Week 14 Discussion Thread

This post contains all comments and discussions during our Fastbook Week 14 session on ResNets

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Blog posts from last week

Links from this week


Is it recommended to dedicate some time learning framework or try to find the repositories from papers with code website and use stackoverflow?
(Asking this because i am not good with the coding part of ML)

Also should we follow the pytorch reading group?

A lot of implementation of old papers are in TF, how to go around that?

Wow, great blog posts, both of you. I saw Ravi’s earlier today, but missed Vinayak’s. Thanks Aman for highlighting and thanks to both of you for the high quality content. It is so helpful to get this information distilled down in such an easily digestible way!


Should one try to understand the fundamental papers?
Example scenario - I am trying to replicate a model called C3D which was developed in 2015 however it refers to LeCun’s work (ConvNet). Then should I stick with someone else’s understanding of ConvNet or get to know about it and work with the MNIST dataset

Oh you mean that there is some analogy between TF and PyTorch. So learning PyTorch properly would help breaking down TF implementation.

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That’s correct, the concepts between Tensorflow and Pytorch are the same even though the names might be different.

It’s definitely easier for me to read a pytorch implementation of a paper because that’s what I’ve learned on mostly, but if only a TF implementation is available, it is readable. It just takes a little more focus (I would recommend rewriting in PyTorch if you can’t find an implementation) :slight_smile:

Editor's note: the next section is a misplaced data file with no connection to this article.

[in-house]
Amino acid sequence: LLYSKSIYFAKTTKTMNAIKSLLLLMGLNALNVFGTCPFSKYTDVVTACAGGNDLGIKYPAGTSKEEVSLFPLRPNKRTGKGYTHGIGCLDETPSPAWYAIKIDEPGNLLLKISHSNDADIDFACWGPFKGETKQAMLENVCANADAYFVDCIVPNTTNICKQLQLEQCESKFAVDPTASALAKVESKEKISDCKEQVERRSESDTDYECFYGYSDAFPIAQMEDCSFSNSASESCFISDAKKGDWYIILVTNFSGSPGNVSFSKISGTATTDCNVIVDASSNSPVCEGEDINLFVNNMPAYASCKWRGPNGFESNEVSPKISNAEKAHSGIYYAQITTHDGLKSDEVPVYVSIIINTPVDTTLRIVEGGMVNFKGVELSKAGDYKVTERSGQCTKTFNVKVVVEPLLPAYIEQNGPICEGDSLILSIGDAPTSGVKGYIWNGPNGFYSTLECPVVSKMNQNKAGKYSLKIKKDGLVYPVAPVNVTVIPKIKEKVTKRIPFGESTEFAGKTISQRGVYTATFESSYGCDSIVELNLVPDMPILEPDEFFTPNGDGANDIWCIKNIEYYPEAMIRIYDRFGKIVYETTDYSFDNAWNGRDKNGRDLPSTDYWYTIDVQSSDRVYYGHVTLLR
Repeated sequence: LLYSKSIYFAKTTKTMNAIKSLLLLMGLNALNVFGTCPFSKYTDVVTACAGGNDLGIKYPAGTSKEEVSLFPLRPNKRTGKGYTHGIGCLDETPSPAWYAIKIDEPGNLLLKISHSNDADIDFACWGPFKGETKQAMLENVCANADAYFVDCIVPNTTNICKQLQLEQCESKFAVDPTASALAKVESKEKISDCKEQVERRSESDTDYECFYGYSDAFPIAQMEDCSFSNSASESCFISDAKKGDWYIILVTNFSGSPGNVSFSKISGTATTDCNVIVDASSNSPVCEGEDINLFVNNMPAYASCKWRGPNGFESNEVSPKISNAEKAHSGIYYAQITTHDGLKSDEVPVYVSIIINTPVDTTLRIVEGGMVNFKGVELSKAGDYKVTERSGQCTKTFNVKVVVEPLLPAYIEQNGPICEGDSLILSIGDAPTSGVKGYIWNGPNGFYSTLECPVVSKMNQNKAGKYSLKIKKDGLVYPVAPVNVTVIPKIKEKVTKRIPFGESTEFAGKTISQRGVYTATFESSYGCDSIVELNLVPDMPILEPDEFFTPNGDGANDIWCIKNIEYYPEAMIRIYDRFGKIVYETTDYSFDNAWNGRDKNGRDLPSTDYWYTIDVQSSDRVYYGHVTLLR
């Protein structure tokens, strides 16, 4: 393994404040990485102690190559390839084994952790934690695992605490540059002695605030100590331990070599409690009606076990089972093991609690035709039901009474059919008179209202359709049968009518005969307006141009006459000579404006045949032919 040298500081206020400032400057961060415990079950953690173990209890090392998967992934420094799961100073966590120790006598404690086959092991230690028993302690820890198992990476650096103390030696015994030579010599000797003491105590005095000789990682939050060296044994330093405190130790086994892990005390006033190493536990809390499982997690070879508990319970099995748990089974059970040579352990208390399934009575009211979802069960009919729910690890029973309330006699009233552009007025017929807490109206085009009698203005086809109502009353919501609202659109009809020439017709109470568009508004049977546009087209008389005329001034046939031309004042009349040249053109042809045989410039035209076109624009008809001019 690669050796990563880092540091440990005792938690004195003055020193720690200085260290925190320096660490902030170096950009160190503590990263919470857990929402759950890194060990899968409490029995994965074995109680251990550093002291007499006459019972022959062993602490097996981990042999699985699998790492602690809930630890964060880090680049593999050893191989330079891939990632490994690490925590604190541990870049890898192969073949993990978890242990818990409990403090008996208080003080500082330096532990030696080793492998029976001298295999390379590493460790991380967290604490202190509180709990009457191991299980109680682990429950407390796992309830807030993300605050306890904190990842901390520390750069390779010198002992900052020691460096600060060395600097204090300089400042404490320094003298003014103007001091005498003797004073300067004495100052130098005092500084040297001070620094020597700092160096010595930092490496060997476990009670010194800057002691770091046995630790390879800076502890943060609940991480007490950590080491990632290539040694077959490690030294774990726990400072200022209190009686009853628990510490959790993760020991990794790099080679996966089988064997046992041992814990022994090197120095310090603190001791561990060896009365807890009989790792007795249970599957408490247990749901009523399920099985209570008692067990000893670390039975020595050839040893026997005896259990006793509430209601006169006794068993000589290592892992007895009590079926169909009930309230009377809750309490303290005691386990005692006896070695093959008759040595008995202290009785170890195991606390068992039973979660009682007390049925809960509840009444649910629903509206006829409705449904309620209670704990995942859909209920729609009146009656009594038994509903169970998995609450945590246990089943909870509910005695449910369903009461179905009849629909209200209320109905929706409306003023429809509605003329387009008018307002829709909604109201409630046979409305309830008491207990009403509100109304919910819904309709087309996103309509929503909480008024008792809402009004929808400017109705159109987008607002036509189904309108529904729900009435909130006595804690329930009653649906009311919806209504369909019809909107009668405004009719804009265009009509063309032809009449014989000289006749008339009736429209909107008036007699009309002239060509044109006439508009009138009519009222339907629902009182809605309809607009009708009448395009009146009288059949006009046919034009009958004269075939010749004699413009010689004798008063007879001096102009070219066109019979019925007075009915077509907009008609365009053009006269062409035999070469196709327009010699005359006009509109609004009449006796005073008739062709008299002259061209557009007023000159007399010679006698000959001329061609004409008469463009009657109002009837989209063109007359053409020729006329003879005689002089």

Using global pooling allows you to use any image size as input. However, during training, is the network going to perform better at a particular image size ?

If you are using pretrained weights, I have found that using that size of images that were trained in the pretraining process works best


Excited to try this, that sounds so cool! The paper Aman referenced:


Is conv-bn-relu a “standard”? I remember reading in ch. 13 that some people experimented with bn after the activation layer but don’t remember reading anything about which is better.

the reason you need the input and output to match is for the identity addition of input?


You would have to use Interpolate to re-line them up (Just a guess, not confident about this answer)

If the number of channels is different, we could also have concatened x and F_x instead of using a 1x1 conv and adding them?

class ResBlock(Module):
    def __init__(self, ni, nf, stride=1):
        self.convs = _conv_block(ni,nf,stride)
        self.skip_conv = noop if ni==nf else ConvLayer(ni, nf, 1, act_cls=None)
        self.pool = noop if stride==1 else nn.AvgPool2d(stride, ceil_mode=True)

    def forward(self, x):
        F_x  = F.relu(self.convs(x))
        skip = self.skip_conv(self.pool(x))
        print(f"F(x) shape: {F_x.shape}, skip shape: {skip.shape}")
        return  F_x + skip

Are we really adding X though if we pass it through this convlayer though? That seems like we are kind of cheating by passing it through a convlayer :thinking:

Sorry for asking this now (due to some coursework I wasn’t able to follow the fastbook reading group for the last few lectures) I wanted to know how to tap into the community. For any doubts, should I refer to the slack group or any other forum?

Welcome! We’re slowly migrating from the slack group into this discourse forum, so you should post any questions into the #community-events:fastbook section.

This topic contains all the discussion posts from previous sessions, and a link to a playlist with all the recordings.

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I found this is a nice bit of revision before diving deeper. Working through “What is torch.nn really?” - YouTube

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I think the best position for the norm is still an active debate.

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